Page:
By JEFF GOLDSMITH
On Christmas Eve 2014, I received a present of some profoundly unwelcome news: a 64 slice CT scan confirming not only the presence of a malignant tumor in my neck, but also a fluid filled mass the size of a man’s finger in my chest cavity outside the lungs. Two days earlier, my ENT surgeon in Charlottesville, Paige Powers, had performed a fine needle aspiration of a suspicious almond-shaped enlarged lymph node, and the lab returned a verdict of “metastatic squamous cell carcinoma of the head and neck with an occult primary tumor”.
I had worked in healthcare for nearly forty years when cancer struck, and considered myself an “expert” in how the health system worked. My experience fundamentally changed my view of how health care is delivered, from the patient’s point of view. Many have compared their fight against cancer as a “battle”. Mine didn’t feel like a battle so much as a chess match where the deadly opponent had begun playing many months before I was aware that he was my adversary. The remarkable image from Ingmar Bergman’s Seventh Seal sums up how this felt to me.
The CT scan was the second step in determining how many moves he had made, and in narrowing the uncertainty about my possible counter moves. The scan’s results were the darkest moment: if the mysterious fluid filled mass was the primary tumor, my options had already dangerously narrowed. Owing to holiday imaging schedules, it was not until New Years’ Eve, seven interminable days later, that a PET/CT scan dismissed the chest mass as a benign fluid-filled cyst. I would require an endoscopy to locate the still hidden primary tumor somewhere in my throat.
I decided to seek a second opinion at my alma mater, the University of Chicago, where I did my doctoral work and subsequently worked in medical center administration.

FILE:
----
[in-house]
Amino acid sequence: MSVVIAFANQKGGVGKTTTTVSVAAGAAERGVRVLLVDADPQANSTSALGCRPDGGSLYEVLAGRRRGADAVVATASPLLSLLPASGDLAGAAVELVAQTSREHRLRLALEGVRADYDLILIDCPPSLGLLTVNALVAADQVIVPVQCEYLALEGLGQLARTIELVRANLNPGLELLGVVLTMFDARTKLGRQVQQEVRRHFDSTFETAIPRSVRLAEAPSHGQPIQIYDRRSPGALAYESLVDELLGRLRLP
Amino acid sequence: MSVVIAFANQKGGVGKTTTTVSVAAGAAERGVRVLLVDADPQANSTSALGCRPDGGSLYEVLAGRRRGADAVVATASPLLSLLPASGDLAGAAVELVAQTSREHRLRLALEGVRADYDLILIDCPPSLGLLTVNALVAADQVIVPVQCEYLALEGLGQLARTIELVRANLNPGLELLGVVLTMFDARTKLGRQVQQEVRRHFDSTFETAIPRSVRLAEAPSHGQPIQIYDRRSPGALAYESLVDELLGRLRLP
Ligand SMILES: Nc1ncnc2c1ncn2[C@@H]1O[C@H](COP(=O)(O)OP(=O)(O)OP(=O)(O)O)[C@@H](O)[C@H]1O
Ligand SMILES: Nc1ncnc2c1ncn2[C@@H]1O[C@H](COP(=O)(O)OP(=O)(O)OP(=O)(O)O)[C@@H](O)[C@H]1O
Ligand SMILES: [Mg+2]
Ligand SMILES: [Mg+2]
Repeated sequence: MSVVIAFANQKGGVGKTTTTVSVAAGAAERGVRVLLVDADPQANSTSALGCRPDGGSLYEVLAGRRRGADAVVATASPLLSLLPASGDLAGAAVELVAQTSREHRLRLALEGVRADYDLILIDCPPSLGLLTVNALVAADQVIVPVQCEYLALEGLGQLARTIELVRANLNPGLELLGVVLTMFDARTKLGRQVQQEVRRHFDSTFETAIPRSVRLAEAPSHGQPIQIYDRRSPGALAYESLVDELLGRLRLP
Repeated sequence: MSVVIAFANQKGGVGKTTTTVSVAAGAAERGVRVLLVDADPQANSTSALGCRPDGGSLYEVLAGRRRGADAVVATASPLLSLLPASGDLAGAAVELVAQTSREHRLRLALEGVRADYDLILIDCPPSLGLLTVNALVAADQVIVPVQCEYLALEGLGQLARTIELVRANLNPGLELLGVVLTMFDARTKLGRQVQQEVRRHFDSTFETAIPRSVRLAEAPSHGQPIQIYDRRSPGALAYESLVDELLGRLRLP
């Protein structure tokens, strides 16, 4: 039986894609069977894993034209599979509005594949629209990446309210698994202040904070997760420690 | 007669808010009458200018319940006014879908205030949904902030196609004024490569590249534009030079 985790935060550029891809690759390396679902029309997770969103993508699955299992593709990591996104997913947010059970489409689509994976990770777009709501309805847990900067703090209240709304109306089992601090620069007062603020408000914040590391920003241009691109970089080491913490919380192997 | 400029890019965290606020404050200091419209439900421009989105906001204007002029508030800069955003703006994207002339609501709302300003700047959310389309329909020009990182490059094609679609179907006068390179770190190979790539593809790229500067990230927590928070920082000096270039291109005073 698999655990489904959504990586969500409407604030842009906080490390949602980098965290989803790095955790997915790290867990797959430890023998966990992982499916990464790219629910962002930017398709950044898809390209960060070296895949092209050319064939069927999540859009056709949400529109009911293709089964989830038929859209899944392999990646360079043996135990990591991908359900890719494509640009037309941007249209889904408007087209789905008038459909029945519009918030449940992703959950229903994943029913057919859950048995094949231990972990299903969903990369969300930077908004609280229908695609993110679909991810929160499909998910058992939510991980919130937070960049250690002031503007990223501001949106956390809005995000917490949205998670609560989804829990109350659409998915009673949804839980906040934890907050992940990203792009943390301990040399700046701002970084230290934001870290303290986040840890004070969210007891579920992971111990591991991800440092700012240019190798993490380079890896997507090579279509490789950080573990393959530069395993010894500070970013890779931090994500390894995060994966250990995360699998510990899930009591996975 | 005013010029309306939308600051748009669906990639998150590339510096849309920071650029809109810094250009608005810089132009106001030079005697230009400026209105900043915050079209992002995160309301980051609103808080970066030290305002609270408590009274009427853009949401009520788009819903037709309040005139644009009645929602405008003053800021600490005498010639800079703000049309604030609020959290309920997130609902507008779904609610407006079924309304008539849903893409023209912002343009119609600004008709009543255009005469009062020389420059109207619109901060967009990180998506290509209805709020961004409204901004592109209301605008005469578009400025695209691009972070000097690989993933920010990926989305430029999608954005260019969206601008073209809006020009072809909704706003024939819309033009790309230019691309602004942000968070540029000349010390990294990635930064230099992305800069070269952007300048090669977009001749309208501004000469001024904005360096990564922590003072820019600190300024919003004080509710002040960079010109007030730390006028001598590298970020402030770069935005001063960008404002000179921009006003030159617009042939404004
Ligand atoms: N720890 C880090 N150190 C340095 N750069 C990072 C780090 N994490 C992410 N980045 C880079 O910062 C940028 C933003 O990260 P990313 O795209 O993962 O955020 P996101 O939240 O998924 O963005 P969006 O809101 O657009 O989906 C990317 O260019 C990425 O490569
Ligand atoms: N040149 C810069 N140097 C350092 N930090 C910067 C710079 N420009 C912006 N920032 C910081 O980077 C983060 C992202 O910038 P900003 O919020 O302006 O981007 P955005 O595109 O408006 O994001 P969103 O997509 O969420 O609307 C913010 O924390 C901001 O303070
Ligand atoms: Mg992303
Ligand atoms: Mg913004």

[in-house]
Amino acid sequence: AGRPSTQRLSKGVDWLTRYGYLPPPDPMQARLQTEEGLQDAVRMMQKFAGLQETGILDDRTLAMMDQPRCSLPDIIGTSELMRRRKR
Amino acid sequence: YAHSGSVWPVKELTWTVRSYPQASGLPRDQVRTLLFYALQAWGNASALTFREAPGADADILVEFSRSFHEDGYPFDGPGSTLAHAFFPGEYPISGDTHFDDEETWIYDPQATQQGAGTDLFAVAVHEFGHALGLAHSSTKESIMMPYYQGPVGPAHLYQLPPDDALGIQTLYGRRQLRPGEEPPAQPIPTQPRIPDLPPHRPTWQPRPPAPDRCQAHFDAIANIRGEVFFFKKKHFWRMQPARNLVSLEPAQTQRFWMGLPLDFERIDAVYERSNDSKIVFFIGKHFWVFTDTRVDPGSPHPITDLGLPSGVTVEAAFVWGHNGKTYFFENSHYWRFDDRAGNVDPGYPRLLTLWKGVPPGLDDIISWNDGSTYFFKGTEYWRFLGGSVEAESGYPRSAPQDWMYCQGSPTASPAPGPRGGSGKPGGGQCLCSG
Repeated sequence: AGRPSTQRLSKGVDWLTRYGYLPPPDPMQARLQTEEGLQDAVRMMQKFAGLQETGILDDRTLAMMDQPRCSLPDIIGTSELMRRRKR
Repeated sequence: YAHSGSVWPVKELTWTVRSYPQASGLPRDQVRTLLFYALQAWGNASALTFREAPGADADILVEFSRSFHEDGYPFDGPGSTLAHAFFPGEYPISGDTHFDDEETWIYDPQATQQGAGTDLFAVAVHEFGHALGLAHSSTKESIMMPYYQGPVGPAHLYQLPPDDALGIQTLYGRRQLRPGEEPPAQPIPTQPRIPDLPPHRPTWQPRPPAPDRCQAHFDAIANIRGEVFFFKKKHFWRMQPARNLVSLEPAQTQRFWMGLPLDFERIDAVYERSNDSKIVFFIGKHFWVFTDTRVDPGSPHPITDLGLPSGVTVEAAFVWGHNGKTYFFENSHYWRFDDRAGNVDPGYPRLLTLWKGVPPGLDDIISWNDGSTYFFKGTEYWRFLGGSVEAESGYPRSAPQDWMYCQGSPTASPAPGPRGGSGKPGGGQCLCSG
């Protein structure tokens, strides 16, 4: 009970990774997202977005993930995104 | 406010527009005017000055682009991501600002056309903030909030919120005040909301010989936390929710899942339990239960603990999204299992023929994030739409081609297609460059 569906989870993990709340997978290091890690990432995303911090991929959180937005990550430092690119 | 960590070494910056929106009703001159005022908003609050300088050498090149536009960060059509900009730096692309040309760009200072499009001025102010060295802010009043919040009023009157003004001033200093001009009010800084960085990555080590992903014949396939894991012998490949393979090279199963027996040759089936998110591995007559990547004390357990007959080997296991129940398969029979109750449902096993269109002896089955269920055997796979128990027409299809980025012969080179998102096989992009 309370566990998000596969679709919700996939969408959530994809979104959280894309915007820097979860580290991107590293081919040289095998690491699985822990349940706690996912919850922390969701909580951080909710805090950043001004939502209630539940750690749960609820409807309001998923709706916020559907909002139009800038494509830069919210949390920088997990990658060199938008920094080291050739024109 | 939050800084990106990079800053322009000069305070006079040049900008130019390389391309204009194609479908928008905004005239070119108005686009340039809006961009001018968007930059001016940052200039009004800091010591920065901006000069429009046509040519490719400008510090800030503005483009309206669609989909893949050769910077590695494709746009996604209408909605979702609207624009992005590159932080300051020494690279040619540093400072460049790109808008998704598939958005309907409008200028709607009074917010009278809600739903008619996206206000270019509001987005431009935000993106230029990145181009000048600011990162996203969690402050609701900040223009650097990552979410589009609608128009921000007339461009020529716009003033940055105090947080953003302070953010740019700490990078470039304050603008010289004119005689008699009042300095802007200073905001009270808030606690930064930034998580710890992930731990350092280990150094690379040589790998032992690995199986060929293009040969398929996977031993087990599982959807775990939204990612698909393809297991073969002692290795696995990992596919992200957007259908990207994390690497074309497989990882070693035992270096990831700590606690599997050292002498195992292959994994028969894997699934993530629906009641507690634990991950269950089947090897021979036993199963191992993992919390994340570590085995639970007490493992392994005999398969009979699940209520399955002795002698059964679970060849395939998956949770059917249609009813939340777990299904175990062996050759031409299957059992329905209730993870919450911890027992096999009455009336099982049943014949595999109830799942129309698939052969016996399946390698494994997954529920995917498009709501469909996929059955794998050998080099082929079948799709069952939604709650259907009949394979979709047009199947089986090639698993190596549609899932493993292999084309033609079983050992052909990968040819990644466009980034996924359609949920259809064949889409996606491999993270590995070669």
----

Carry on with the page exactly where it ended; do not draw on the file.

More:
The University of Chicago had a superb head and neck cancer team headed by Dr. Everett Vokes, Chair of Medicine, whose aggressive chemotherapy saved the life and career of Chicago’s brilliant young chef, Grant Achatz of Alinea, in 2007.
If surgery was not possible, Chicago’s cancer team had a rich and powerful repertoire of non-surgical therapies. I was very impressed both with their young team, and how collaborative their approach was to my problem. Vokes’ initial instinct that mine was a surgical case proved accurate.
The young ENT surgeon I saw there in an initial consultation, Dr. Alex Langerman performed a quick endoscopy and thought he spotted a potential primary tumor nestled up against my larynx. Alex asked me to come back for a full-blown exploration under general anaesthesia, which I did a week later. The possible threat to my voice, which could have ended my career, convinced me to return to Chicago for therapy. Alex’s endoscopy found a tumor the size of a chickpea at the base of my tongue. Surgery was scheduled a week later in the U of Chicago’s beautiful new hospital, the Center for Care and Discovery.
This surgery was performed on Feb 2, 2015, by a team of clinicians none of whom was over the age of forty. It was not minor surgery, requiring nearly six hours: resections of both sides of my neck, including the dark almond and a host of neighboring lymph nodes. And then, there was robotic surgery that removed a nearly golf ball-sized piece of the base of my tongue and throat. The closure of this wound remodeled my throat.
I arrived in my hospital room late that day with the remarkable ability to converse in my normal voice.Continue reading…